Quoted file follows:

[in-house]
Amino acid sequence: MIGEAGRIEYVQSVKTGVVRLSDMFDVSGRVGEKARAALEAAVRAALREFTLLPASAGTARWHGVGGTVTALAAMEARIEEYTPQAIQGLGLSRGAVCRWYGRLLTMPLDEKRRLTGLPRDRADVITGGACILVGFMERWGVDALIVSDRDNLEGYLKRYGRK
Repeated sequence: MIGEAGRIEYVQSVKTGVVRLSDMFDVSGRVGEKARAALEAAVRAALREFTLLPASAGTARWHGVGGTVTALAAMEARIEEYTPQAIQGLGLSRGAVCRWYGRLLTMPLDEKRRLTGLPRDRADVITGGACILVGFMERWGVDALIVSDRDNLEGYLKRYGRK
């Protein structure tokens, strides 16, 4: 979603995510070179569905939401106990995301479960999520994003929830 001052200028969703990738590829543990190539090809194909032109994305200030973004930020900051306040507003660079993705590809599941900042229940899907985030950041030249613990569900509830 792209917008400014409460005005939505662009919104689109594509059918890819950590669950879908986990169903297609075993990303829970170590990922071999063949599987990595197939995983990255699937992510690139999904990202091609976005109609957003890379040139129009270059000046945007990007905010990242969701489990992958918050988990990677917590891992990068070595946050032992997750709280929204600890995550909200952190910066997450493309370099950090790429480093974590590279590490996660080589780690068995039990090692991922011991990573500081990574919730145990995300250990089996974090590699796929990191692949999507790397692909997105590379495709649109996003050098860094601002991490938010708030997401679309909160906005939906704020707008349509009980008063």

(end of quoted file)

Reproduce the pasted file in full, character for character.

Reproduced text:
[in-house]
Amino acid sequence: MIGEAGRIEYVQSVKTGVVRLSDMFDVSGRVGEKARAALEAAVRAALREFTLLPASAGTARWHGVGGTVTALAAMEARIEEYTPQAIQGLGLSRGAVCRWYGRLLTMPLDEKRRLTGLPRDRADVITGGACILVGFMERWGVDALIVSDRDNLEGYLKRYGRK
Repeated sequence: MIGEAGRIEYVQSVKTGVVRLSDMFDVSGRVGEKARAALEAAVRAALREFTLLPASAGTARWHGVGGTVTALAAMEARIEEYTPQAIQGLGLSRGAVCRWYGRLLTMPLDEKRRLTGLPRDRADVITGGACILVGFMERWGVDALIVSDRDNLEGYLKRYGRK
């Protein structure tokens, strides 16, 4: 979603995510070179569905939401106990995301479960999520994003929830 001052200028969703990738590829543990190539090809194909032109994305200030973004930020900051306040507003660079993705590809599941900042229940899907985030950041030249613990569900509830 792209917008400014409460005005939505662009919104689109594509059918890819950590669950879908986990169903297609075993990303829970170590990922071999063949599987990595197939995983990255699937992510690139999904990202091609976005109609957003890379040139129009270059000046945007990007905010990242969701489990992958918050988990990677917590891992990068070595946050032992997750709280929204600890995550909200952190910066997450493309370099950090790429480093974590590279590490996660080589780690068995039990090692991922011991990573500081990574919730145990995300250990089996974090590699796929990191692949999507790397692909997105590379495709649109996003050098860094601002991490938010708030997401679309909160906005939906704020707008349509009980008063």